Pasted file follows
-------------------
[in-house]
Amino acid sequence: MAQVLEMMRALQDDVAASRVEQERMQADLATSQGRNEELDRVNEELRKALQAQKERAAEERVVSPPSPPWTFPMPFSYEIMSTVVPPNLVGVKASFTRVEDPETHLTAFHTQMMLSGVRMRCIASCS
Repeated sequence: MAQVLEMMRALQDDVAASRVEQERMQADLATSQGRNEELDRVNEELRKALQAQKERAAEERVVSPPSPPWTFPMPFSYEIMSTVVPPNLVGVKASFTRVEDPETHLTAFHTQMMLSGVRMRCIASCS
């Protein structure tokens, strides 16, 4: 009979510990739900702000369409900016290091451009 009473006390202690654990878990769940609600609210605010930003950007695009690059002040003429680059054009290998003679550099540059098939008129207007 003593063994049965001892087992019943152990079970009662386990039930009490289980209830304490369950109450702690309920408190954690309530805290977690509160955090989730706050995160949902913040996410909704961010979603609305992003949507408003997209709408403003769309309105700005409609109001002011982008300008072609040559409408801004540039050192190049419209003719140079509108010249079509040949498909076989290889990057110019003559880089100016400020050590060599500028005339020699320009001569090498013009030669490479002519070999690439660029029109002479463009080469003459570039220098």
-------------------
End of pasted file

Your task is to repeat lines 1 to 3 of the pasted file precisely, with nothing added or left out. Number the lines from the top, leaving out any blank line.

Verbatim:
[in-house]
Amino acid sequence: MAQVLEMMRALQDDVAASRVEQERMQADLATSQGRNEELDRVNEELRKALQAQKERAAEERVVSPPSPPWTFPMPFSYEIMSTVVPPNLVGVKASFTRVEDPETHLTAFHTQMMLSGVRMRCIASCS
Repeated sequence: MAQVLEMMRALQDDVAASRVEQERMQADLATSQGRNEELDRVNEELRKALQAQKERAAEERVVSPPSPPWTFPMPFSYEIMSTVVPPNLVGVKASFTRVEDPETHLTAFHTQMMLSGVRMRCIASCS